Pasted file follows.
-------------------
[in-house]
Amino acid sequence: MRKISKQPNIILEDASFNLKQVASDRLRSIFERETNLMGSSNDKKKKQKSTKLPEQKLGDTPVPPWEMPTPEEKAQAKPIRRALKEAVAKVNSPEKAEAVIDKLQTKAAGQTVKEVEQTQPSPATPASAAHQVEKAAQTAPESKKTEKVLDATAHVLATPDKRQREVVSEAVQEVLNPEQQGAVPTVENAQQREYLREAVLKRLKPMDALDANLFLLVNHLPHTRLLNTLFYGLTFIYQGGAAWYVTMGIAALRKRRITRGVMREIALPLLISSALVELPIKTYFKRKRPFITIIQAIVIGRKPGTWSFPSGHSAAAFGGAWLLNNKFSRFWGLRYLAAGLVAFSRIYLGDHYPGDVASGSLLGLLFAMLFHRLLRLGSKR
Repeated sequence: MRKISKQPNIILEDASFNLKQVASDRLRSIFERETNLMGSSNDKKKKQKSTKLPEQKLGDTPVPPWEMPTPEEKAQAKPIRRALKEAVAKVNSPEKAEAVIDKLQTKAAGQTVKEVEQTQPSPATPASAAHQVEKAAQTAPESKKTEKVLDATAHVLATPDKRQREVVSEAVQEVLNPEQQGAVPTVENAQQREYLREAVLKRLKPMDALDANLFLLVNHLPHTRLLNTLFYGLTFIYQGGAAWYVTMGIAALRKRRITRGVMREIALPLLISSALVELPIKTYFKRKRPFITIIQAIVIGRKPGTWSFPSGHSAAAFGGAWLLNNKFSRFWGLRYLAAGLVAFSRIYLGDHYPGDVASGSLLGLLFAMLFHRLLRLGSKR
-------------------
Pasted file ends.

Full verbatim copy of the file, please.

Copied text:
[in-house]
Amino acid sequence: MRKISKQPNIILEDASFNLKQVASDRLRSIFERETNLMGSSNDKKKKQKSTKLPEQKLGDTPVPPWEMPTPEEKAQAKPIRRALKEAVAKVNSPEKAEAVIDKLQTKAAGQTVKEVEQTQPSPATPASAAHQVEKAAQTAPESKKTEKVLDATAHVLATPDKRQREVVSEAVQEVLNPEQQGAVPTVENAQQREYLREAVLKRLKPMDALDANLFLLVNHLPHTRLLNTLFYGLTFIYQGGAAWYVTMGIAALRKRRITRGVMREIALPLLISSALVELPIKTYFKRKRPFITIIQAIVIGRKPGTWSFPSGHSAAAFGGAWLLNNKFSRFWGLRYLAAGLVAFSRIYLGDHYPGDVASGSLLGLLFAMLFHRLLRLGSKR
Repeated sequence: MRKISKQPNIILEDASFNLKQVASDRLRSIFERETNLMGSSNDKKKKQKSTKLPEQKLGDTPVPPWEMPTPEEKAQAKPIRRALKEAVAKVNSPEKAEAVIDKLQTKAAGQTVKEVEQTQPSPATPASAAHQVEKAAQTAPESKKTEKVLDATAHVLATPDKRQREVVSEAVQEVLNPEQQGAVPTVENAQQREYLREAVLKRLKPMDALDANLFLLVNHLPHTRLLNTLFYGLTFIYQGGAAWYVTMGIAALRKRRITRGVMREIALPLLISSALVELPIKTYFKRKRPFITIIQAIVIGRKPGTWSFPSGHSAAAFGGAWLLNNKFSRFWGLRYLAAGLVAFSRIYLGDHYPGDVASGSLLGLLFAMLFHRLLRLGSKR